Then you could let it to yourself. The early repayments would be larger, but no larger than it'd be to rent a place.

You could then switch to a normal mortgage once you'd got your job sorted out.

Just an idea.

rumbelina Thu 04-Apr-13 20:45:56

AnimatedDad - can you really do that??

ROCKCHICK - which bank was that

DH is moving jobs in 2 months - it isn't with the same organisation, and is temporary for 22 months in the first instance, but will have continuous service as it's all civil service-y and is a similar-ish job.

Our house sale is underway but we don't know if we'll get a mortgage to buy another and right now we can't apply under his new situation as it isn't happening yet, iyswim.

Don't know whether to just rent for 6 months until he's got some wage slips. We can't apply for a mortgage now as in 4 weeks we'd need to inform of the new job and they might then turn round and refuse, and we'd waste tonnes of money on surveys, solicitors etc.

It's causing me massive worry.

AnimatedDad Fri 05-Apr-13 08:22:39

Well, buy to let mortgages aren't based on your income so they don't care about your job situation.

All they care about is that you have a big deposit and that the rent is a chunk bigger than the mortgage.

Here's a calculator
http://www.alexanderhall.co.uk/mortgages/buy-to-let/buy-to-let-mortgage-calculator.html

Crutchlow35 Sat 06-Apr-13 13:32:57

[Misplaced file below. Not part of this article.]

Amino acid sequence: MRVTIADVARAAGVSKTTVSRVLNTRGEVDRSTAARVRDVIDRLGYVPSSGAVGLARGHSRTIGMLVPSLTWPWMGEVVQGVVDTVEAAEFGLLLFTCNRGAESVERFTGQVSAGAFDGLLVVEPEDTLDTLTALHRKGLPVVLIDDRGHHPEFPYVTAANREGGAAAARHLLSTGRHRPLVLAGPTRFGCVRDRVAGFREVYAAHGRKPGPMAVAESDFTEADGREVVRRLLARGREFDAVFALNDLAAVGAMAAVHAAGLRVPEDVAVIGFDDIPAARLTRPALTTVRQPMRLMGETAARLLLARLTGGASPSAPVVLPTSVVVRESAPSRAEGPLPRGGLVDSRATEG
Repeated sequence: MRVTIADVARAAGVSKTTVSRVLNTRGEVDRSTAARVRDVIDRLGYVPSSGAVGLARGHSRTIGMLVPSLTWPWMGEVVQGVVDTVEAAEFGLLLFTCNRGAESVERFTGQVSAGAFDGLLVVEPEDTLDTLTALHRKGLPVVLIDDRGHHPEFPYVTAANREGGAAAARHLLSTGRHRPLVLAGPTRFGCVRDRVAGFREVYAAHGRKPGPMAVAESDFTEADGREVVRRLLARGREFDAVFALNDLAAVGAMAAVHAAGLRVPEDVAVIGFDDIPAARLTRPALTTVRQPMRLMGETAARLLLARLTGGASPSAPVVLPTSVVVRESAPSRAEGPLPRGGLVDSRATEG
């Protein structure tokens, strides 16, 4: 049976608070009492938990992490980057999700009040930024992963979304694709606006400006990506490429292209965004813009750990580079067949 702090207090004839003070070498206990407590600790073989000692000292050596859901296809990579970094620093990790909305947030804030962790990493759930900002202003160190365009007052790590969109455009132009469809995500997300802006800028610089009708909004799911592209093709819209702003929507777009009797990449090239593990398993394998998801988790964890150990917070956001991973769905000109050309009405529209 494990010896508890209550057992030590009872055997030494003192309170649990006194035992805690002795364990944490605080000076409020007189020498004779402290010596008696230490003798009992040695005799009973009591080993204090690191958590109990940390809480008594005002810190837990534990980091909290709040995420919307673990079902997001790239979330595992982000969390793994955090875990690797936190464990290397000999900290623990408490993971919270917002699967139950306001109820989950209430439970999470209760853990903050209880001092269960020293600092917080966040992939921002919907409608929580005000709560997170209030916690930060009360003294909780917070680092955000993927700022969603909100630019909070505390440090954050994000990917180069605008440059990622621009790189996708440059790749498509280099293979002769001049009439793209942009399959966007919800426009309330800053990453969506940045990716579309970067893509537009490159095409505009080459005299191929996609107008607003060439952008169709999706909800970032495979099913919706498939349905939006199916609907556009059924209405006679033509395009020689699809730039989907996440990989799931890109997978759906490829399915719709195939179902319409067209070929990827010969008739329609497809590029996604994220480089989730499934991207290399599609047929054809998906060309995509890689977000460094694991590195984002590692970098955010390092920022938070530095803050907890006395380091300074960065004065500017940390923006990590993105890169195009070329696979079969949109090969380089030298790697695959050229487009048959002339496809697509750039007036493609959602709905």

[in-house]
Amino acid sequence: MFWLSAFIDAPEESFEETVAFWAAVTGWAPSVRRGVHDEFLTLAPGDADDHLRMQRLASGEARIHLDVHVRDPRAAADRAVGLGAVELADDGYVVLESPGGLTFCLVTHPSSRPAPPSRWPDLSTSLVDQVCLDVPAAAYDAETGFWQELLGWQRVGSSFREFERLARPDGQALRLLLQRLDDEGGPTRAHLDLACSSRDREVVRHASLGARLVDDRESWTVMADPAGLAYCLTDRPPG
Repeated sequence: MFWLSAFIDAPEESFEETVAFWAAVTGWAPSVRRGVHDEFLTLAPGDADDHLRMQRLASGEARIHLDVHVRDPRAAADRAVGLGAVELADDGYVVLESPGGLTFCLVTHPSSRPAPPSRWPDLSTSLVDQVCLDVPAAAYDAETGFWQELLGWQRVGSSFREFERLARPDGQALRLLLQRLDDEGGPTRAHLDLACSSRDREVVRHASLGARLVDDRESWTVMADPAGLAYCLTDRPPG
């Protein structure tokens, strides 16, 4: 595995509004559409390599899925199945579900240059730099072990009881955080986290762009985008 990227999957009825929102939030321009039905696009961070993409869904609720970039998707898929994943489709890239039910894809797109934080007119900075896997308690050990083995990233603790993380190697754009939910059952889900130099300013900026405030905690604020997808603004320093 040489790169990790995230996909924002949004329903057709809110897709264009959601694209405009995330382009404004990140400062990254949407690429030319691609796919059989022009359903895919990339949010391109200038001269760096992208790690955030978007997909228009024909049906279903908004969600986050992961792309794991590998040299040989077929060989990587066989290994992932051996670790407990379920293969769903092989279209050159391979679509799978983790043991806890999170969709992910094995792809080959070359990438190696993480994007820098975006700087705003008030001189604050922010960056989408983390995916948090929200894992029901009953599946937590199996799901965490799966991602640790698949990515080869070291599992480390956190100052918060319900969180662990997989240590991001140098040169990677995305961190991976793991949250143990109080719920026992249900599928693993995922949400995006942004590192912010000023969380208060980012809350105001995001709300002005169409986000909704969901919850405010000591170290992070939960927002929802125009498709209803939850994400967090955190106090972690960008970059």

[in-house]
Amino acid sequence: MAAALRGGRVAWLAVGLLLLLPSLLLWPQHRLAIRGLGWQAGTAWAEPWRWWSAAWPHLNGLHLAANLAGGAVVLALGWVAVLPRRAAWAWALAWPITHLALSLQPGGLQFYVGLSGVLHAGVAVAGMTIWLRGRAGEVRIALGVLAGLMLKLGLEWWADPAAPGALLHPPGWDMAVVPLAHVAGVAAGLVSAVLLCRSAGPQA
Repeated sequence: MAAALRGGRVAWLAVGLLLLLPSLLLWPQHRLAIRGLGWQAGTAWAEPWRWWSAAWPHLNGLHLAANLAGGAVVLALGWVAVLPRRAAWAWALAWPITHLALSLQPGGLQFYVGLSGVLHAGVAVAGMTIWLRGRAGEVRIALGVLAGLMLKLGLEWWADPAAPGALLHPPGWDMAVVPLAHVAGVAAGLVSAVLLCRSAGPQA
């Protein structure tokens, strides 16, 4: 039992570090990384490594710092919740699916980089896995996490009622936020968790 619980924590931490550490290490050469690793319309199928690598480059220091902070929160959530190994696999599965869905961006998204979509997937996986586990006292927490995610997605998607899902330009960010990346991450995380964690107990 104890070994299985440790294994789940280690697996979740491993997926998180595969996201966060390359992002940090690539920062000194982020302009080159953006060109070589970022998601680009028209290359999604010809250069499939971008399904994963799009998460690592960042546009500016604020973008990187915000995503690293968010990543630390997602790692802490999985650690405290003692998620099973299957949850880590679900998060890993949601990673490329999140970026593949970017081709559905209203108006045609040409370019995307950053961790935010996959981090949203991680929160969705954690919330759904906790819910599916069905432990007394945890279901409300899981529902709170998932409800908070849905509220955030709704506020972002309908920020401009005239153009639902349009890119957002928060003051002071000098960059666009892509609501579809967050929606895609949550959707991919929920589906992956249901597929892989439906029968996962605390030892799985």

And you have to be on the electoral register.

Tigresswoods Mon 08-Apr-13 21:43:43

Depends on the lender & your overall situation. Speak with a mortgage broker.

AliceWChild Mon 08-Apr-13 21:48:47

Our buy to let mortgage explicitly says you can't live in the house yourself.

Agree find an advisor. We got a mortgage with temp contracts, mat leave, probationary periods, the lot. Different lenders do different things and an IFA will know who might be ok with your situation.

Fragglewump Tue 09-Apr-13 14:57:41

We used nationwide recently and my dh had only just started a new job. They wanted a letter from his employers with his salary, location, job title and the fact it was a permanent role. We use a great ifa who always sorts out life cover, mortgages, pensions etc. he rings around different providers to find us the best fit. It saves so much stress!!!!

rumbelina Wed 10-Apr-13 13:57:01

Our financial advisor doesn't charge the client but gets paid by the lender.

Does this mean that she will only access certain lenders?

Would we be better going with one that WE pay for?

(Sorry for the slight hijack OP flowers)

AliceWChild Wed 10-Apr-13 14:08:46

They work differently. You'd need to ask. Mine is whole market, paid by lender and paid by me.

AliceWChild Wed 10-Apr-13 14:12:20

To add ours was very clear on this and went through in detail which I thought was a legal obligation. If yours didn't it sounds a bit odd to me but I'm no expert

rumbelina Wed 10-Apr-13 14:26:42

She probably did, it was about 10 years ago when I bought my first house. I'll check with her.